# FIT2014 - Theory of computation

## 6 points, SCA Band 2, 0.125 EFTSL

### Undergraduate Faculty of Information Technology

#### Leader(s): Associate Professor David Dowe (Clayton); Dr Mohammed Belkhatir (Malaysia)

#### Offered

Clayton Second semester 2009 (Day)

Sunway Second semester 2009 (Day)

#### Synopsis

This unit looks at the question of exactly what a computer can compute, and gives an introduction to formal languages. Topics include computable functions, finite state automata, regular expressions, grammars, translators, and Turing computability.

#### Objectives

At the completion of this unit, students will have an understanding of:

- How to describe languages using Regular Expressions, Finite Automata, Nondeterministic Finite Automata, Mealy Machines, Moore Machines, Context Free Grammars, Pushdown Automata, and Turing Machines.;
- The relationship between Regular Languages, Context Free Languages, Recursive Languages, and Recursive-Enumerable (or Computable) Languages;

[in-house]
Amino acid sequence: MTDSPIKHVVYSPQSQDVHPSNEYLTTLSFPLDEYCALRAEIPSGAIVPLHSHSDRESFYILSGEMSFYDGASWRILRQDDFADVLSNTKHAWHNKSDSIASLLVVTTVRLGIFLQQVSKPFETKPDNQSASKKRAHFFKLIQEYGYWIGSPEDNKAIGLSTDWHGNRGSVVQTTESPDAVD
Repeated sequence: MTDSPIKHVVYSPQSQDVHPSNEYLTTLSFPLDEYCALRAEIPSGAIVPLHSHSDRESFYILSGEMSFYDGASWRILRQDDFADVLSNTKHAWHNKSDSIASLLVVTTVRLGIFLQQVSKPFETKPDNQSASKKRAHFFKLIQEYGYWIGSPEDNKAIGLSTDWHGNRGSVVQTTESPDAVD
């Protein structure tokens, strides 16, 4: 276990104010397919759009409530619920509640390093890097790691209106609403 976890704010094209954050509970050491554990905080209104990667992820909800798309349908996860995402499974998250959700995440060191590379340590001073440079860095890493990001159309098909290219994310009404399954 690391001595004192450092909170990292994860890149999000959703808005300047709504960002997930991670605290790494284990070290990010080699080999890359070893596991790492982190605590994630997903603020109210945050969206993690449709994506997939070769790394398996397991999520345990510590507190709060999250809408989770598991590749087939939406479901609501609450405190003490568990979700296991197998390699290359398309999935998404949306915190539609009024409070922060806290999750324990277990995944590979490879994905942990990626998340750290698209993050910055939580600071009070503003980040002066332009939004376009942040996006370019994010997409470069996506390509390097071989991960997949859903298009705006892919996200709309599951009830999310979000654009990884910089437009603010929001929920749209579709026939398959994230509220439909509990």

- How to use Turing Machines to represent computable functions;
- How a Universal Turing machine can simulate any Turing Machine on any input;
- Knowledge of compiler generation tools and the ability to use these to create simple compilation/translation programs.

At the completion of this unit, students will have attitudes that will allow them to:

- Appreciate the limitations of Regular Languages, Context Free Languages, Recursive Languages, and Computable Languages;
- Comprehend the limitations of computers in terms of the problems they can solve.

At the completion of this unit, students will be able to:

- Construct Finite Automata, Nondeterministic Automata, and Turing Machines to describe languages;
- Use Finite Automata to construct lexical analysers;
- Use lexical analyser generator to construct lexical analysers;
- Convert Regular Expressions into a Finite Automata;
- Convert Finite Automata into Regular Expressions;
- Use a compiler complier to construct parsers;
- Find a Regular Grammar for a Regular Language;
- Find a parse tree, leftmost derivation and rightmost derivation for a word in a Context Free Language;
- Know how to show a Context Free Grammar is ambiguous;
- Convert Mealy Machines and Moore Machines into sequential logic circuits.

#### Assessment

Compulsory assessed laboratory classes: 30%; Examination: 70%.

#### Contact hours

8 x contact hrs/fortnight

#### Prerequisites

FIT1008 or FIT1015 (CSE1303) and 12 points (or 6 points completed and 6 points enrolled) from MAT1830, MAT1841, MTH1020, MTH1030, MTH1112, MTH2010.

#### Prohibitions

CSE2303, CSC2030

#### Additional information on this unit is available from the faculty at:

13 October 2017
06 December 2019